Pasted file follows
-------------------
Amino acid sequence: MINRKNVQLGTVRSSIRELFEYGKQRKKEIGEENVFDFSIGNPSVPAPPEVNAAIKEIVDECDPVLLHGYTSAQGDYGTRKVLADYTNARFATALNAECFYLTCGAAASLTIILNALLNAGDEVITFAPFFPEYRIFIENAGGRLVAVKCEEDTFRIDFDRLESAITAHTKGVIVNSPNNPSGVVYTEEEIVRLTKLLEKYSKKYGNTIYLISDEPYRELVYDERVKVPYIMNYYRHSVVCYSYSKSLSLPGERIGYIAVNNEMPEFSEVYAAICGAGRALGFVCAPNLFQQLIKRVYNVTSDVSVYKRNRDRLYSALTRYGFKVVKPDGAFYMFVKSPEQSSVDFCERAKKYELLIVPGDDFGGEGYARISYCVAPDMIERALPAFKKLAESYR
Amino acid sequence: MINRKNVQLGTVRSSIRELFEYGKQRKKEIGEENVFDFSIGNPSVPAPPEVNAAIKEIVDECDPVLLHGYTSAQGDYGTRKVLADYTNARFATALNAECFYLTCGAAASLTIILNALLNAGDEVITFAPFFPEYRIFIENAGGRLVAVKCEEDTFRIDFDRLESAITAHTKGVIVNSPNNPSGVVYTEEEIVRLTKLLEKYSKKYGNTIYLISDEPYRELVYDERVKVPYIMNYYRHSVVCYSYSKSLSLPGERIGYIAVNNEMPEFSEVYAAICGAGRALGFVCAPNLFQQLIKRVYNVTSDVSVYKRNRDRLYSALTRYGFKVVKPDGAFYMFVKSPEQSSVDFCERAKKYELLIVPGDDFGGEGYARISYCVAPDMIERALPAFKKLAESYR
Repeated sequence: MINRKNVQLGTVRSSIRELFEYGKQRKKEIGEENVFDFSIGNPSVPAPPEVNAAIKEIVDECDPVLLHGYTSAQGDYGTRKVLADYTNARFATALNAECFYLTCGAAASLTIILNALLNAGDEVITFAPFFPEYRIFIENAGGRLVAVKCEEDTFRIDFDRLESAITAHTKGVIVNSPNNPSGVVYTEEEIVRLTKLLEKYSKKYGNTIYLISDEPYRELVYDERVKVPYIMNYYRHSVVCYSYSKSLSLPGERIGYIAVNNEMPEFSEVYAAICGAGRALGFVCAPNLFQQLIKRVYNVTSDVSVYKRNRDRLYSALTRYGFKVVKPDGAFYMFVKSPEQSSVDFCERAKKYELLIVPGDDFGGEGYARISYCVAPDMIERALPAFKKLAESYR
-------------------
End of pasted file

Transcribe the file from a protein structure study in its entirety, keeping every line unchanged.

Amino acid sequence: MINRKNVQLGTVRSSIRELFEYGKQRKKEIGEENVFDFSIGNPSVPAPPEVNAAIKEIVDECDPVLLHGYTSAQGDYGTRKVLADYTNARFATALNAECFYLTCGAAASLTIILNALLNAGDEVITFAPFFPEYRIFIENAGGRLVAVKCEEDTFRIDFDRLESAITAHTKGVIVNSPNNPSGVVYTEEEIVRLTKLLEKYSKKYGNTIYLISDEPYRELVYDERVKVPYIMNYYRHSVVCYSYSKSLSLPGERIGYIAVNNEMPEFSEVYAAICGAGRALGFVCAPNLFQQLIKRVYNVTSDVSVYKRNRDRLYSALTRYGFKVVKPDGAFYMFVKSPEQSSVDFCERAKKYELLIVPGDDFGGEGYARISYCVAPDMIERALPAFKKLAESYR
Amino acid sequence: MINRKNVQLGTVRSSIRELFEYGKQRKKEIGEENVFDFSIGNPSVPAPPEVNAAIKEIVDECDPVLLHGYTSAQGDYGTRKVLADYTNARFATALNAECFYLTCGAAASLTIILNALLNAGDEVITFAPFFPEYRIFIENAGGRLVAVKCEEDTFRIDFDRLESAITAHTKGVIVNSPNNPSGVVYTEEEIVRLTKLLEKYSKKYGNTIYLISDEPYRELVYDERVKVPYIMNYYRHSVVCYSYSKSLSLPGERIGYIAVNNEMPEFSEVYAAICGAGRALGFVCAPNLFQQLIKRVYNVTSDVSVYKRNRDRLYSALTRYGFKVVKPDGAFYMFVKSPEQSSVDFCERAKKYELLIVPGDDFGGEGYARISYCVAPDMIERALPAFKKLAESYR
Repeated sequence: MINRKNVQLGTVRSSIRELFEYGKQRKKEIGEENVFDFSIGNPSVPAPPEVNAAIKEIVDECDPVLLHGYTSAQGDYGTRKVLADYTNARFATALNAECFYLTCGAAASLTIILNALLNAGDEVITFAPFFPEYRIFIENAGGRLVAVKCEEDTFRIDFDRLESAITAHTKGVIVNSPNNPSGVVYTEEEIVRLTKLLEKYSKKYGNTIYLISDEPYRELVYDERVKVPYIMNYYRHSVVCYSYSKSLSLPGERIGYIAVNNEMPEFSEVYAAICGAGRALGFVCAPNLFQQLIKRVYNVTSDVSVYKRNRDRLYSALTRYGFKVVKPDGAFYMFVKSPEQSSVDFCERAKKYELLIVPGDDFGGEGYARISYCVAPDMIERALPAFKKLAESYR